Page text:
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Elephant Blog

Duna was born in 2007 to Constant, a matriarch of an orphan elephant herd currently residing in Swaziland, Africa. Their small family – also known as a ‘bond group’- has been monitored by Heike Zitzer and Suzette Boshoff from Space for Elephants Foundation thanks to a collar placed on Constant. Heike has been able to observe the family movements, location and behaviour – allowing the researchers not only to find out more about the habits of these gentle giants, but also enabling the foundation to better protect them better. Duna’s family seemed to have gotten used to occasional occurrence of his mum’s collar checks and replacements, as they seem to slow down their movements so that she could always catch up.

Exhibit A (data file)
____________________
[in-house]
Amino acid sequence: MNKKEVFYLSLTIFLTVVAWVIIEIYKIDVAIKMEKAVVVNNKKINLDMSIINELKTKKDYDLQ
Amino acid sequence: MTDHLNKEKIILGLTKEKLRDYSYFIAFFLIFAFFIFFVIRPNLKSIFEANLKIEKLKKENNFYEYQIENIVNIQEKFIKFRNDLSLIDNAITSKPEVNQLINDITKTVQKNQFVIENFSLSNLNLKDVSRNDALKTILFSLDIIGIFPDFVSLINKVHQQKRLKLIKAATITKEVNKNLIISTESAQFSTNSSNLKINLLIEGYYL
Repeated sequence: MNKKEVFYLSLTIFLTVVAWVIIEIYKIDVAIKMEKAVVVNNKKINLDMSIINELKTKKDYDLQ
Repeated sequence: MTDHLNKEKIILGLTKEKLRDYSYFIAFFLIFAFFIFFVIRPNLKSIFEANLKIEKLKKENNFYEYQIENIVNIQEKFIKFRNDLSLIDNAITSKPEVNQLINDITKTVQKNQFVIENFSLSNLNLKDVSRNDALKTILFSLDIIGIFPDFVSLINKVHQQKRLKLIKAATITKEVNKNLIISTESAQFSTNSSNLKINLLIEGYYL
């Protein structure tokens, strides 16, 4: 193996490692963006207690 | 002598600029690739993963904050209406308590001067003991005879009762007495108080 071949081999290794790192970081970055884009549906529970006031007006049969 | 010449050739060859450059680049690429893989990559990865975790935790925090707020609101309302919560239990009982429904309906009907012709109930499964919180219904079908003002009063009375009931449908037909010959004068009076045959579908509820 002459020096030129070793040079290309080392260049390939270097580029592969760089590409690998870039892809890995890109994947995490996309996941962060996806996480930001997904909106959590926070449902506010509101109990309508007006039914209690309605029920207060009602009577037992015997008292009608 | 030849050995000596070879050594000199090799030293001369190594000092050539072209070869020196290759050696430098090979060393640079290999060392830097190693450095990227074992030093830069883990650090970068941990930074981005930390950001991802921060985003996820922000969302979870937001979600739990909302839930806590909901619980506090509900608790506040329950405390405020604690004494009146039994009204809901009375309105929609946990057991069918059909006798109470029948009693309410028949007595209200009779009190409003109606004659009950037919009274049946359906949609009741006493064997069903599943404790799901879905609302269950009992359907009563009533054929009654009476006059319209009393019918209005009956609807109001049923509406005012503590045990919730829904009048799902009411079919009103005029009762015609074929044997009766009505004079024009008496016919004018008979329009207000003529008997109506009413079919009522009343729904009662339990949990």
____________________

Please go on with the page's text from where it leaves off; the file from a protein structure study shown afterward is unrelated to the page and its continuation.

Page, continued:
Duna is one of the few blood-related family members in the group; as the rest of the group are mostly orphans. Elephants live within a network of complex social relationships, and display incredible intelligence and family loyalty. A typical herd consists of an older matriarch, her offspring and her daughters’ offspring. Family size on average varies from 8 to 15 individuals.

Duna is lucky to be son of a great matriarch as he is able to learn directly from the wise leader around whom everything revolves. The matriarch keeps the unit together and defends it, thanks to the most acquired knowledge of spatial and temporal resource distribution. She makes major decisions as to movements: daily, seasonal or annual, migration patterns, home range etc.

Duna, a strong teenager by now, will need that wisdom in his own journey – as soon enough he will be starting to mate and spend more time by himself and with fellow older males.

Photo and text credit: Heike Zitzer and Suzette Boshoff from Space for Elephants Foundation